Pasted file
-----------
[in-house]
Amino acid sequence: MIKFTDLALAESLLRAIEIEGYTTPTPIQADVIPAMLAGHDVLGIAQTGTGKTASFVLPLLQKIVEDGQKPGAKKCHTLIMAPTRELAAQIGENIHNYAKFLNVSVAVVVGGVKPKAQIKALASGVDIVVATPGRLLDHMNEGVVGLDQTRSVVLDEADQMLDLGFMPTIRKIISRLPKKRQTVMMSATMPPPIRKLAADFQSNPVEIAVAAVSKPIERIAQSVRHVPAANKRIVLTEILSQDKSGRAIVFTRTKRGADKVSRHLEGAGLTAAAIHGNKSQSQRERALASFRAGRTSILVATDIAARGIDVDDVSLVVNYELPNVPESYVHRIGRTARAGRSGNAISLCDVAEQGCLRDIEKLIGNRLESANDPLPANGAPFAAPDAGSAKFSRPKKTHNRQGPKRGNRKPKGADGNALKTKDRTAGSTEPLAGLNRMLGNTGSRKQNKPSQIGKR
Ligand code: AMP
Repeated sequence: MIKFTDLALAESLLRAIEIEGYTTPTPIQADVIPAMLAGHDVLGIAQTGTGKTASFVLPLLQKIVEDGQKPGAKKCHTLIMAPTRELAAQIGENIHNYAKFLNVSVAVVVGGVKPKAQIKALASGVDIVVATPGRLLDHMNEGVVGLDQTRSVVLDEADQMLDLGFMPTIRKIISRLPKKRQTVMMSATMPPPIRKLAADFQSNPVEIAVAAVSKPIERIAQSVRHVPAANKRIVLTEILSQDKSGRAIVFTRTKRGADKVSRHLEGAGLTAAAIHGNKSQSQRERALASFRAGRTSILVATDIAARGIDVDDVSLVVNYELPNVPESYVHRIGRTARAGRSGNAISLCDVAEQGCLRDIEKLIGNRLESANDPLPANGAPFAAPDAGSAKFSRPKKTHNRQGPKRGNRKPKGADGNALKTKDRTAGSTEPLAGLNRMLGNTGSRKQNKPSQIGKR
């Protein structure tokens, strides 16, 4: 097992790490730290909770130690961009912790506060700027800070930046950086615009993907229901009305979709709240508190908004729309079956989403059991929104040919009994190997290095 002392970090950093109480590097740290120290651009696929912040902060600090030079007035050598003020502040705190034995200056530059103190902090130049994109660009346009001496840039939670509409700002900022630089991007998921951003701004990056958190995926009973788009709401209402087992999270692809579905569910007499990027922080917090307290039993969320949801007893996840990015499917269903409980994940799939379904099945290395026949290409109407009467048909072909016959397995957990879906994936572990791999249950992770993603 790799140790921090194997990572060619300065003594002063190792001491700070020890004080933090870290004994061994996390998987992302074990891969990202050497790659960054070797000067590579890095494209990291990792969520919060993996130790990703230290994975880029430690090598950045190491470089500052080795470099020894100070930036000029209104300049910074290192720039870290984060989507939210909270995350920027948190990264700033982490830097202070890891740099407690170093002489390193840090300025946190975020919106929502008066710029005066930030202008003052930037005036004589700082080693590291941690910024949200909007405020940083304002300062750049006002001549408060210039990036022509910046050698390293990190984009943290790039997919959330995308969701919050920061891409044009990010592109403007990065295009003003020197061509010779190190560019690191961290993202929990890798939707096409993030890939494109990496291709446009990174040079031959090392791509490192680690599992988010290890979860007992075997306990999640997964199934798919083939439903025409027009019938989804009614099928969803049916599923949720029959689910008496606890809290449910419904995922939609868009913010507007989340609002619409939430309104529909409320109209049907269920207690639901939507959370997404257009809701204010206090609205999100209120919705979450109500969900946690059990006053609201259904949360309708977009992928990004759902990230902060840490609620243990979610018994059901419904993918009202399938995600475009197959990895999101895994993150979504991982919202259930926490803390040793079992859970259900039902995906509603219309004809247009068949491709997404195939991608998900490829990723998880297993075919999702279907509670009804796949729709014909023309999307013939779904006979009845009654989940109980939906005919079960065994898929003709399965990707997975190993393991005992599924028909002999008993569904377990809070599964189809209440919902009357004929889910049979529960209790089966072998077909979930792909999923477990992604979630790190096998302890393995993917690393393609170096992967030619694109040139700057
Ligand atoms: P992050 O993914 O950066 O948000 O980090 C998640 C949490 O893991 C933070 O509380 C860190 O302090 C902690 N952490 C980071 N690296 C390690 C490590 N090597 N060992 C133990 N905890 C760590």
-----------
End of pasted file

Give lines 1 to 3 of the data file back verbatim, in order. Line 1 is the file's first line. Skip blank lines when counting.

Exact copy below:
[in-house]
Amino acid sequence: MIKFTDLALAESLLRAIEIEGYTTPTPIQADVIPAMLAGHDVLGIAQTGTGKTASFVLPLLQKIVEDGQKPGAKKCHTLIMAPTRELAAQIGENIHNYAKFLNVSVAVVVGGVKPKAQIKALASGVDIVVATPGRLLDHMNEGVVGLDQTRSVVLDEADQMLDLGFMPTIRKIISRLPKKRQTVMMSATMPPPIRKLAADFQSNPVEIAVAAVSKPIERIAQSVRHVPAANKRIVLTEILSQDKSGRAIVFTRTKRGADKVSRHLEGAGLTAAAIHGNKSQSQRERALASFRAGRTSILVATDIAARGIDVDDVSLVVNYELPNVPESYVHRIGRTARAGRSGNAISLCDVAEQGCLRDIEKLIGNRLESANDPLPANGAPFAAPDAGSAKFSRPKKTHNRQGPKRGNRKPKGADGNALKTKDRTAGSTEPLAGLNRMLGNTGSRKQNKPSQIGKR
Ligand code: AMP